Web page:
In WW2 German spy Wulf Schmidt used a simple encryption method based on a crossword puzzle.
Two years ago I blogged about an encryption method based on a crossword puzzle that was used by German spies in World War II. The source for this method is a document I found in the Friedman collection. It is not mentioned in the crypto history literature I am aware of.
I recently covered this crossword cipher in my talk about German spy ciphers of WW2 at the Euro HCC and in the paper I wrote subsequently. There is one interesting thing I learned during the research for my talk: all German spy encryption methods I found are only known from descriptions created by enemy specialists. So far, not a single WW2 spy cipher description of German origin has come to my attention.
In the National British Archives in London I have now found a second document describing the usage of the crossword cipher (or at least a very similar method). Again, it’s a document created by an enemy of the Germans.
The crossword encryption
It is not known which German intelligence organisation developed the crossword cipher and what the design criteria were. The cipher was introduced in 1936. It is a simple columnar transposition.
To use this cipher one needs a book containing several crossword puzzles and several text pages. An ordinary puzzle magazine taken from a newspaper stand will do. Both sender and receiver need a copy of this book. The sender takes a crossword puzzle (say, the one on page 4) from the book and writes his message (say, ENGLAND MUST CONCENTRATE AL FORCES TO WIN THE WAR) into the white boxes. Black boxes are filled with meaningless letters (nulls):
Now the sender chooses a text page (say, page 12) and notes the initials of the first 18 words. These letters are numbered according to their position in the alphabet:
G R E C V V A N G H M I L R B N F I 6 15 4 3 17 18 1 13 7 8 12 9 11 16 2 14 5 10
Now the content of the crossword is read out column-wise (including the nulls in the black boxes). The column corresponding with letter number 1 is taken first, then the column corresponding with letter number 2 and so on. Here’s the result:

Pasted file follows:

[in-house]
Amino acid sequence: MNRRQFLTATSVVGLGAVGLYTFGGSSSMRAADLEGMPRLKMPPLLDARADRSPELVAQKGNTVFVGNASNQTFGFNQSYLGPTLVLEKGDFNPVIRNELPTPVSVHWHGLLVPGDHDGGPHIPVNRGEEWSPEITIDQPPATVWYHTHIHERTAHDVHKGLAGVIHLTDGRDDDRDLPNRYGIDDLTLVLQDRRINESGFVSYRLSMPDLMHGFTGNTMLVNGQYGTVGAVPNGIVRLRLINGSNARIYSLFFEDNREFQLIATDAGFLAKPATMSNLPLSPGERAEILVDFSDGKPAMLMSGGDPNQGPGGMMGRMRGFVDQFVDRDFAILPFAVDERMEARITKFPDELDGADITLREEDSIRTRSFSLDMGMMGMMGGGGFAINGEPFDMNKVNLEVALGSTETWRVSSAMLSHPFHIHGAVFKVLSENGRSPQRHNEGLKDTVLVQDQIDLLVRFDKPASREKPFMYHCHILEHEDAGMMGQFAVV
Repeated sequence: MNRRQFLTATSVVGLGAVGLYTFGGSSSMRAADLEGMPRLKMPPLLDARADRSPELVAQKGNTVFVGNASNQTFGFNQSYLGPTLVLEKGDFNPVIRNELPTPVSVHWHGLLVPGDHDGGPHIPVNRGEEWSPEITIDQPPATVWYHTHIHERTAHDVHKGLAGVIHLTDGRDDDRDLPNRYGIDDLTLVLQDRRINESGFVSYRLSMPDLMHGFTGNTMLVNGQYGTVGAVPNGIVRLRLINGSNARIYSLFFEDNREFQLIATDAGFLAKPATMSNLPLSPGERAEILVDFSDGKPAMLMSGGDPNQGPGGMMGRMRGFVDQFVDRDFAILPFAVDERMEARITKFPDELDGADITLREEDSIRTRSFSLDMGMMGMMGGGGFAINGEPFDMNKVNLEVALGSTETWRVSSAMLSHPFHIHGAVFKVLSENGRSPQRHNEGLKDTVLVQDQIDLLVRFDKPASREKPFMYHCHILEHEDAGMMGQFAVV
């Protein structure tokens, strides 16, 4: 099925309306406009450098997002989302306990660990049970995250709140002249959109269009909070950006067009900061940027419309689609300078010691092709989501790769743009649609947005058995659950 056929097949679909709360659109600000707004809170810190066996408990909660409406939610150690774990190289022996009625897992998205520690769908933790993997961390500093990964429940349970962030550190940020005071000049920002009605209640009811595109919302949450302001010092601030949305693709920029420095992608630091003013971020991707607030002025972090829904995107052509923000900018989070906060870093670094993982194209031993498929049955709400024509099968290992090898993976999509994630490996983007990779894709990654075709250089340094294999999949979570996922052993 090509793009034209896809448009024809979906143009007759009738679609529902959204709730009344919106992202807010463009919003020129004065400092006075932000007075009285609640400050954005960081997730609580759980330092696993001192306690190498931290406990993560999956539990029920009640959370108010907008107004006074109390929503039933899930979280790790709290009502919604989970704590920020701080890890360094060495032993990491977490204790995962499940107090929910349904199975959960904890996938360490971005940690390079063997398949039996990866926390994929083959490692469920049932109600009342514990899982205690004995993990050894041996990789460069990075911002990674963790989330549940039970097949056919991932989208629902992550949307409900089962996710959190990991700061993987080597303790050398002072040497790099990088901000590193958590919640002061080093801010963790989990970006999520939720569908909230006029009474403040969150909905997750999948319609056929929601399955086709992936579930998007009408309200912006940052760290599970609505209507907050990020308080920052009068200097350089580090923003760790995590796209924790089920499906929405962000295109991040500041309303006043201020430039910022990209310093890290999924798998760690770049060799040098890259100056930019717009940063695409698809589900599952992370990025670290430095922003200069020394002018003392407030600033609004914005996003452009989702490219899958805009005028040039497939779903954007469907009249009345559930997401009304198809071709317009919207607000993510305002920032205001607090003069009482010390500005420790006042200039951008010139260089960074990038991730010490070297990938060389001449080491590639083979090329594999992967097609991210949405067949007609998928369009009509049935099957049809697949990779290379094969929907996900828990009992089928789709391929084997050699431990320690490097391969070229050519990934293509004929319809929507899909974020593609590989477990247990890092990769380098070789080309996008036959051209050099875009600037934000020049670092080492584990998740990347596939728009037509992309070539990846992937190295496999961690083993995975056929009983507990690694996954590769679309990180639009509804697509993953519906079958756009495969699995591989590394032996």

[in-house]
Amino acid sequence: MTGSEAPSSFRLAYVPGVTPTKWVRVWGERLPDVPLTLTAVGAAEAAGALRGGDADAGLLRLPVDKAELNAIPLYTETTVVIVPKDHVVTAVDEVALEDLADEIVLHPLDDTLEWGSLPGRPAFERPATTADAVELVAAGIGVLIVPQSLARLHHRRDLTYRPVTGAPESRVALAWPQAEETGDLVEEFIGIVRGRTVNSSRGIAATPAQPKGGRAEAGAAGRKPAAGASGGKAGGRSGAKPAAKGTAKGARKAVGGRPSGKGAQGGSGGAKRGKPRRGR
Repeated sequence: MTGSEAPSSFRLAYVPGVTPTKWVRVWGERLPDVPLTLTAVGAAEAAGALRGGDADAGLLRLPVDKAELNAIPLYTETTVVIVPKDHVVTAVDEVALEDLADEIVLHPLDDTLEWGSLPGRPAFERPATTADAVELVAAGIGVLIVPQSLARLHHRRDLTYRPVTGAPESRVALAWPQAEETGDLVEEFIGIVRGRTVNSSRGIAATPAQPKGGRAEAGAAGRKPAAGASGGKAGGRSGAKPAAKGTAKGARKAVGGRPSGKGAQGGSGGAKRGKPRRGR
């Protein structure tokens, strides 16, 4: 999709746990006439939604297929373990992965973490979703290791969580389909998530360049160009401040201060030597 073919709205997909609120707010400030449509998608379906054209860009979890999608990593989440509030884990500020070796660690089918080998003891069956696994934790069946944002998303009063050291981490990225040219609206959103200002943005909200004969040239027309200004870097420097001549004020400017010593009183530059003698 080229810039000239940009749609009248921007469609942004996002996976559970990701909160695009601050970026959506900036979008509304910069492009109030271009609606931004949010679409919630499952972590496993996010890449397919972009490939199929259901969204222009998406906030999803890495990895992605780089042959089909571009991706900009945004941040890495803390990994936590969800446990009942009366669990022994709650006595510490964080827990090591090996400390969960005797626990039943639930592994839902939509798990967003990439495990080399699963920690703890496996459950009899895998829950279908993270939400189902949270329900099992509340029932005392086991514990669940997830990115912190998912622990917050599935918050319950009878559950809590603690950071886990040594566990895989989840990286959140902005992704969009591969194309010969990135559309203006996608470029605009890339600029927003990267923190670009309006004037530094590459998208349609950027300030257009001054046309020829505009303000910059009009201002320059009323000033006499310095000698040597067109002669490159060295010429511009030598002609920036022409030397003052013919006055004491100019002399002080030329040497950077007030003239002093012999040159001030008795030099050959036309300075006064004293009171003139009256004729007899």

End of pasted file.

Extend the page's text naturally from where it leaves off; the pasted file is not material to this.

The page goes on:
NETOC LCWGR GCFEN TMLHU DETEA ESBOR SFWDA HNENT OCRAA IATN
The encipherer sends this ciphertext to the recipient, along with the information that the crossword puzzle was taken from page 4 and the text from page 12. With this information (and with the book) the recipient can decrypt the message.
This method was not very secure. A skilled cryptanalyst could certainly break it without knowing the crossword puzzle and the text used as key. Almost all other German WW2 spy ciphers I covered in my talk were not especially good, either.
The crossword encryption as applied by Schmidt
When I attended the National British Archives last week, I found a file about a German spy the British codenamed “Tate” (KV-2-62). According to Wikipedia, Tate’s clearname was Wulf Schmidt (1911-1992). Schmidt was a Danish citizen who became a double agent working for Britain against Nazi Germany. The fact that he was a double agent explains why the British secret service had a file with detailed information about his activities.
As it seems, Schmidt used the crossword encryption method. This can be seen on the following sheet (page 110 in the file):
However, the key word is not taken from word initials found in a puzzle book. Instead, the word STRAHLUNGSLEISTUNG is used: